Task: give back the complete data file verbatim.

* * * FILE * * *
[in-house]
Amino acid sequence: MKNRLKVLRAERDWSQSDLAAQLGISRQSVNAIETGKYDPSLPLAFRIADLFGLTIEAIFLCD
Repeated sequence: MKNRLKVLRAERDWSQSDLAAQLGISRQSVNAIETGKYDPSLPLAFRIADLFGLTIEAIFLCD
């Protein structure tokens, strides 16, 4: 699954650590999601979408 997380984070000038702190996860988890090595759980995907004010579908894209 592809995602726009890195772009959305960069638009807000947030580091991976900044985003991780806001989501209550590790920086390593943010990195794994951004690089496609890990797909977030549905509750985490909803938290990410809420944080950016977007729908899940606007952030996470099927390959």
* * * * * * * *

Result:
[in-house]
Amino acid sequence: MKNRLKVLRAERDWSQSDLAAQLGISRQSVNAIETGKYDPSLPLAFRIADLFGLTIEAIFLCD
Repeated sequence: MKNRLKVLRAERDWSQSDLAAQLGISRQSVNAIETGKYDPSLPLAFRIADLFGLTIEAIFLCD
């Protein structure tokens, strides 16, 4: 699954650590999601979408 997380984070000038702190996860988890090595759980995907004010579908894209 592809995602726009890195772009959305960069638009807000947030580091991976900044985003991780806001989501209550590790920086390593943010990195794994951004690089496609890990797909977030549905509750985490909803938290990410809420944080950016977007729908899940606007952030996470099927390959």